A small patch of grass near a bus stop on Oltorf Street, near Lamar Boulevard, is surrounded by campaign signs –Adler for Mayor, Chris Riley for Council District 9, Dan Buda for District 5, Fred McGhee for District 3 – but one would be hard-pressed to find a school board candidate’s sign.

Photo by KUT News

Early voting is underway and while state and city races make up most of the very long ballot, many people will see at least one Austin ISD School Board race at the bottom. There are five school board races this November. KUT's Nathan Bernier sat down with KUT's education reporter Kate McGee to talk about the candidates in each race. 

District One and At-Large District Nine:

Spencer Selvidge/KUT

Austin Community College wants to offer graduates with an associate’s degree in nursing a chance to earn a bachelor of science in nursing.
The proposal comes as more healthcare providers increasingly require nurses to have more advanced degrees and the state deals with a nursing shortage.

The program would let students with an associate’s degree take 10 extra courses to receive a bachelor’s in nursing. Studies show facilities that have more nurses with baccalaureate degrees often have better patient outcomes, and the Institute of Medicine is recommending 80 percent of bedside staff at hospitals have a bachelor’s in nursing by the year 2020.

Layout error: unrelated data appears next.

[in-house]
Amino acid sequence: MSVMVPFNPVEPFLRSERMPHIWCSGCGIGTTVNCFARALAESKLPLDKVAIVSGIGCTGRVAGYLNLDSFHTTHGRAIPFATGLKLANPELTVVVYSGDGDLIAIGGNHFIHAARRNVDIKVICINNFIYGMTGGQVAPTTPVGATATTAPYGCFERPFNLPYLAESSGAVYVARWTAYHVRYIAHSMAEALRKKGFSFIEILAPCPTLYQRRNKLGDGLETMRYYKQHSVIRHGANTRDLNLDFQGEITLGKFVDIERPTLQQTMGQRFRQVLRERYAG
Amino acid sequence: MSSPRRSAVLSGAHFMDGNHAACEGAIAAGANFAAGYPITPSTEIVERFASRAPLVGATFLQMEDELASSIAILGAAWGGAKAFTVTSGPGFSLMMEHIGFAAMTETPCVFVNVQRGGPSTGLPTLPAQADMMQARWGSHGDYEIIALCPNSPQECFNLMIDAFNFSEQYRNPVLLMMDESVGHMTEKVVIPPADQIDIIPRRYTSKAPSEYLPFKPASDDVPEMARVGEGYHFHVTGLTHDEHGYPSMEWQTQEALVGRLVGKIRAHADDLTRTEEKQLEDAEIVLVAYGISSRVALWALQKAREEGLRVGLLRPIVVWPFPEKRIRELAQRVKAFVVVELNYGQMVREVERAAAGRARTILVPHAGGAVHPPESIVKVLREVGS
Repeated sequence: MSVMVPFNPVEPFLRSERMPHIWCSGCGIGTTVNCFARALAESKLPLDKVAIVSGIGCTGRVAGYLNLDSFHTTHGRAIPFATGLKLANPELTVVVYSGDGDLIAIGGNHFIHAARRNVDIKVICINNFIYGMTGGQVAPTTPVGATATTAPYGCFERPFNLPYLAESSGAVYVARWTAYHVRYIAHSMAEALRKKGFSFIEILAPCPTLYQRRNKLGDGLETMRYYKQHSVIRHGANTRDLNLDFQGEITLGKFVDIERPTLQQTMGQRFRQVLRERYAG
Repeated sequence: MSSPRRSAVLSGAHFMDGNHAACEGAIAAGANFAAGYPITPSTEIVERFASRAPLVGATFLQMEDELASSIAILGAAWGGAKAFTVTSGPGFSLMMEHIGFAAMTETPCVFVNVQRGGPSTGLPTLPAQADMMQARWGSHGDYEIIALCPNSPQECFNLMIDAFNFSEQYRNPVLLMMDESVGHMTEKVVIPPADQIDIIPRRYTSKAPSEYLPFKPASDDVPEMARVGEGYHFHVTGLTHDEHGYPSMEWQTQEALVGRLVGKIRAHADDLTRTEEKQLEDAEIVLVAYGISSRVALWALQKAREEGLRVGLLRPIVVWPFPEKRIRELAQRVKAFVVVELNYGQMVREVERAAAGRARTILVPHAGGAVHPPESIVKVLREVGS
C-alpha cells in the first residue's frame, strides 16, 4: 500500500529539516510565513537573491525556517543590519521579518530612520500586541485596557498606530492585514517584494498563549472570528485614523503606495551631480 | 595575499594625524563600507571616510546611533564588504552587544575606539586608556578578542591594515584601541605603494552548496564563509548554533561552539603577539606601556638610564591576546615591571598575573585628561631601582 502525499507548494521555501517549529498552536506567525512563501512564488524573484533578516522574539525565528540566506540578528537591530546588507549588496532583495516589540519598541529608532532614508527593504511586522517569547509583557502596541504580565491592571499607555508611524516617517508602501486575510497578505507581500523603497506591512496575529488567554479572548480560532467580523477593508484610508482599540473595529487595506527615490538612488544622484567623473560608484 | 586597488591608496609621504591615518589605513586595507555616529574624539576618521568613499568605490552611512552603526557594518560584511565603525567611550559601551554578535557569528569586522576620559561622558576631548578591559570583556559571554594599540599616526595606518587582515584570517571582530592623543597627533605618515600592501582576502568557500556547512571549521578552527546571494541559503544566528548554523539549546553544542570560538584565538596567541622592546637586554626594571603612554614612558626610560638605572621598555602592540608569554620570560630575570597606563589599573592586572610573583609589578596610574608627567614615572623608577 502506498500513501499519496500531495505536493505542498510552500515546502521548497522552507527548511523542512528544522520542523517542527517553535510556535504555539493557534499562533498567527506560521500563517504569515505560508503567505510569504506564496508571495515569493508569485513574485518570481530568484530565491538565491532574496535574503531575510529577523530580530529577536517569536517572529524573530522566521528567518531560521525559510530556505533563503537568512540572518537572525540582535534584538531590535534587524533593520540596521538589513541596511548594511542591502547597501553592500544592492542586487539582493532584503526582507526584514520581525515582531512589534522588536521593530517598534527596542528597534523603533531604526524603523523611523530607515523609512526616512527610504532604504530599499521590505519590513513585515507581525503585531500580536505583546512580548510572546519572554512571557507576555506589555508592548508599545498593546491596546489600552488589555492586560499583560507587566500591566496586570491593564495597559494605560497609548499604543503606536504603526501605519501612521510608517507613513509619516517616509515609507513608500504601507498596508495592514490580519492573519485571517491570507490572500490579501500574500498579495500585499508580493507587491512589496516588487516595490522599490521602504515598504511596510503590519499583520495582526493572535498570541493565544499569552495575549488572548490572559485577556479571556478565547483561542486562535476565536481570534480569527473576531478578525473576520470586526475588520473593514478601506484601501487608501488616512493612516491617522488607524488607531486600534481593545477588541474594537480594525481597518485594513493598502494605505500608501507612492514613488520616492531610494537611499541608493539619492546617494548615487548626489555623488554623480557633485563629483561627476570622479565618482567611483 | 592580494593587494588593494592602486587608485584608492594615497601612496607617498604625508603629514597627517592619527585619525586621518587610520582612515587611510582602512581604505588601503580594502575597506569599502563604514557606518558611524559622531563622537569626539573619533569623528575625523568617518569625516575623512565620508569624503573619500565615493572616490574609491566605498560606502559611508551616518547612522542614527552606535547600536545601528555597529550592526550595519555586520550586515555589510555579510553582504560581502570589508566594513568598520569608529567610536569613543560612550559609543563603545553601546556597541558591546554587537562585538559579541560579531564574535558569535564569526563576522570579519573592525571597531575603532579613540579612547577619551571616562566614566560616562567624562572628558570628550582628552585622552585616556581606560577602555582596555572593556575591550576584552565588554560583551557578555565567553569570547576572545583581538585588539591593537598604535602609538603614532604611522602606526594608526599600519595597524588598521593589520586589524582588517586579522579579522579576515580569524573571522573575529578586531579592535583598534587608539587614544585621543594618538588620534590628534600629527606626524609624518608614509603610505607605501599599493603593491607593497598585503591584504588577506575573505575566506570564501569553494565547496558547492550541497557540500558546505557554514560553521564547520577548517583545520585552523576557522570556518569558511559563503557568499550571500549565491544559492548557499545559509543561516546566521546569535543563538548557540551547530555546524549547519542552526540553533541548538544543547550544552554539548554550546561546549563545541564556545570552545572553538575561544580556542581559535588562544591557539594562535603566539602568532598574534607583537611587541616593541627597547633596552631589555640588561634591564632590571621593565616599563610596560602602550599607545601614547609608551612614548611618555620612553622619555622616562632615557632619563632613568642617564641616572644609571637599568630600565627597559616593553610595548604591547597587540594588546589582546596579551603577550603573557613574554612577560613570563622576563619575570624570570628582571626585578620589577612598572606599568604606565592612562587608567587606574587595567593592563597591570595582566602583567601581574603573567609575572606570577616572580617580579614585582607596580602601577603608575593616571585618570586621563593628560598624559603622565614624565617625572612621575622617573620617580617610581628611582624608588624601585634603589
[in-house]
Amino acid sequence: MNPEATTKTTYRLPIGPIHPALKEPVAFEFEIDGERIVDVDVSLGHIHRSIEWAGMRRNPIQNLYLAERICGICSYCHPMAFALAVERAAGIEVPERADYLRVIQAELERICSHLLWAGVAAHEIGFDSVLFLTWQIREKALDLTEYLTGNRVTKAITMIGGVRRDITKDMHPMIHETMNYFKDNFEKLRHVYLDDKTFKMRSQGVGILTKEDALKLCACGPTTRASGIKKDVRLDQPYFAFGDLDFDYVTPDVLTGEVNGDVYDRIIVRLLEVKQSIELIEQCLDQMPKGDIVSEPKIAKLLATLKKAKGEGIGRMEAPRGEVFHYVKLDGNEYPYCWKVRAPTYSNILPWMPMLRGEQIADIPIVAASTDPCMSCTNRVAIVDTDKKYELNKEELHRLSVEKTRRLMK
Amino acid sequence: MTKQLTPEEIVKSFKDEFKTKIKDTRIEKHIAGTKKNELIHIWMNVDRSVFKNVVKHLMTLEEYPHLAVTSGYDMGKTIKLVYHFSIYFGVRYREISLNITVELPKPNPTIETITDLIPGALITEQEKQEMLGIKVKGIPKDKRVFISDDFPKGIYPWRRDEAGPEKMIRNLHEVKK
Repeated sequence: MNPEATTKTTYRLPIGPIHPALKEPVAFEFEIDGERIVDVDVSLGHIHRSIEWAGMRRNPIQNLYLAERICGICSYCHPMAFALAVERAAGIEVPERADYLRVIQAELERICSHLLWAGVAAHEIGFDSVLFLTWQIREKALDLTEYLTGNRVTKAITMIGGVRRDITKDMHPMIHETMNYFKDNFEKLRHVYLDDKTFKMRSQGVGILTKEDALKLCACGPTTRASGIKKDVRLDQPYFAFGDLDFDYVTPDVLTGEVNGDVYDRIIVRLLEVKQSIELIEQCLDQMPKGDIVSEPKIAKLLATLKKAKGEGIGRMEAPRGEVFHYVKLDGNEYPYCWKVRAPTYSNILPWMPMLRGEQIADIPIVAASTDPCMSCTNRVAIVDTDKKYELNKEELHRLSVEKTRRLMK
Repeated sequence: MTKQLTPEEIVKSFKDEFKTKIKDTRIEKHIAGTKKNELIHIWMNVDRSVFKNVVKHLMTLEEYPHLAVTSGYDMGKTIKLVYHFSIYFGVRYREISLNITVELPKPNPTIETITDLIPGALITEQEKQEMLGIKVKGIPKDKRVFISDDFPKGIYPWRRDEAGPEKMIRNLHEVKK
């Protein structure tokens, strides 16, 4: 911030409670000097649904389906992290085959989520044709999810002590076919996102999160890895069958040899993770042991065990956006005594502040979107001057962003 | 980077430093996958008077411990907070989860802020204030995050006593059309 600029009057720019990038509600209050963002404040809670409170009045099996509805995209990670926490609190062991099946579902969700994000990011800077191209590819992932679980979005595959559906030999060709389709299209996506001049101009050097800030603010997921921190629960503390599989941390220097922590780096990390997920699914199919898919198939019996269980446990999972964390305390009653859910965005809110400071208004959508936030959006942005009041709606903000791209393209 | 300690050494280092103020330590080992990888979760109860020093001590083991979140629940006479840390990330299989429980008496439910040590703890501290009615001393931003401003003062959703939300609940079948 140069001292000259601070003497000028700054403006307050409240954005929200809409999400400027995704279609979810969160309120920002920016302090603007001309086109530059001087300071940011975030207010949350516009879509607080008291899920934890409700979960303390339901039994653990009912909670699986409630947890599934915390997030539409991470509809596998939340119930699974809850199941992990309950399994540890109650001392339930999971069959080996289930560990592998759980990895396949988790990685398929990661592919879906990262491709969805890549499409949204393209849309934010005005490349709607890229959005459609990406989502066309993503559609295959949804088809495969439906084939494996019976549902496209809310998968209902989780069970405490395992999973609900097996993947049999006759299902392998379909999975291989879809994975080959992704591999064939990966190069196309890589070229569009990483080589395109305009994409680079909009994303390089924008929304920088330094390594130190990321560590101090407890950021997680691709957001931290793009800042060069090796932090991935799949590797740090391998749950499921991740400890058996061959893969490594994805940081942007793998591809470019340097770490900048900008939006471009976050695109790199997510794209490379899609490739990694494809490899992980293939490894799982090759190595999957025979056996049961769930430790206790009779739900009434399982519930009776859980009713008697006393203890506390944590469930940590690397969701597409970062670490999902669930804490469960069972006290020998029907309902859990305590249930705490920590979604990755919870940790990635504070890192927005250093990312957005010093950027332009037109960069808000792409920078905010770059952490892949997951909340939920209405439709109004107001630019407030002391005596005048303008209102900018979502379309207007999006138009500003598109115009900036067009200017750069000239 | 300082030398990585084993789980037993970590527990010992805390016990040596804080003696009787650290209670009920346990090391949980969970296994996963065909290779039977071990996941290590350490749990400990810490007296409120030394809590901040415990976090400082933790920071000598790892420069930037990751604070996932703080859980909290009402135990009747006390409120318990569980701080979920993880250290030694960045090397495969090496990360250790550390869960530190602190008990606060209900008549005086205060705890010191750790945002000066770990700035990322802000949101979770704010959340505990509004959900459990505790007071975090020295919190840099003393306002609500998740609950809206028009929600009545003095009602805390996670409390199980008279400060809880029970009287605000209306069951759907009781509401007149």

Ilana Panich-Linsman/KUT

The Austin Independent School District is taking steps to pick its next superintendent. Interim Superintendent Dr. Paul Cruz took over the job in April, when former Superintendent Meria Carstarphen left to lead the district in Atlanta.

The deadline for candidates to apply was yesterday, and the district looks to begin a vetting process that will culminate in a confirmation of the next superintendent before the legislature meets in January.